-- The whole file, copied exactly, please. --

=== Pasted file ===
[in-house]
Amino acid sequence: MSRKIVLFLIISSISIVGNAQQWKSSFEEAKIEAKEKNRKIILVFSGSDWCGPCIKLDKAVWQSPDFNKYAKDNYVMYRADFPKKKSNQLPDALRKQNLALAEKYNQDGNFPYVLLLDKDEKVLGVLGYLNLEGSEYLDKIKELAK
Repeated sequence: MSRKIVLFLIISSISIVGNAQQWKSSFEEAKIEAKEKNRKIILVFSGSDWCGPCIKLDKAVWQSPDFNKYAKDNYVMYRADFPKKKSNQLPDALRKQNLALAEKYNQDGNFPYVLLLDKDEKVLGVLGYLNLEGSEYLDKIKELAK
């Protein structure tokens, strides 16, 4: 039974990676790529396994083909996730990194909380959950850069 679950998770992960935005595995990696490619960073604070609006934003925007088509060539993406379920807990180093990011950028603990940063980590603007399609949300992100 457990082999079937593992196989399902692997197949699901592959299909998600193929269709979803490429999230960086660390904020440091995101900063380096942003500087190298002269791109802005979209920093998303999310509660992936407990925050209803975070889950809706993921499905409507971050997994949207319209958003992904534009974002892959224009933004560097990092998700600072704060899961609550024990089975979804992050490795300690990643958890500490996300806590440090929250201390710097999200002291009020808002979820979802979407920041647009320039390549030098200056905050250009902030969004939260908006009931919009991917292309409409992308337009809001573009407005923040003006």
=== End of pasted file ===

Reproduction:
[in-house]
Amino acid sequence: MSRKIVLFLIISSISIVGNAQQWKSSFEEAKIEAKEKNRKIILVFSGSDWCGPCIKLDKAVWQSPDFNKYAKDNYVMYRADFPKKKSNQLPDALRKQNLALAEKYNQDGNFPYVLLLDKDEKVLGVLGYLNLEGSEYLDKIKELAK
Repeated sequence: MSRKIVLFLIISSISIVGNAQQWKSSFEEAKIEAKEKNRKIILVFSGSDWCGPCIKLDKAVWQSPDFNKYAKDNYVMYRADFPKKKSNQLPDALRKQNLALAEKYNQDGNFPYVLLLDKDEKVLGVLGYLNLEGSEYLDKIKELAK
């Protein structure tokens, strides 16, 4: 039974990676790529396994083909996730990194909380959950850069 679950998770992960935005595995990696490619960073604070609006934003925007088509060539993406379920807990180093990011950028603990940063980590603007399609949300992100 457990082999079937593992196989399902692997197949699901592959299909998600193929269709979803490429999230960086660390904020440091995101900063380096942003500087190298002269791109802005979209920093998303999310509660992936407990925050209803975070889950809706993921499905409507971050997994949207319209958003992904534009974002892959224009933004560097990092998700600072704060899961609550024990089975979804992050490795300690990643958890500490996300806590440090929250201390710097999200002291009020808002979820979802979407920041647009320039390549030098200056905050250009902030969004939260908006009931919009991917292309409409992308337009809001573009407005923040003006």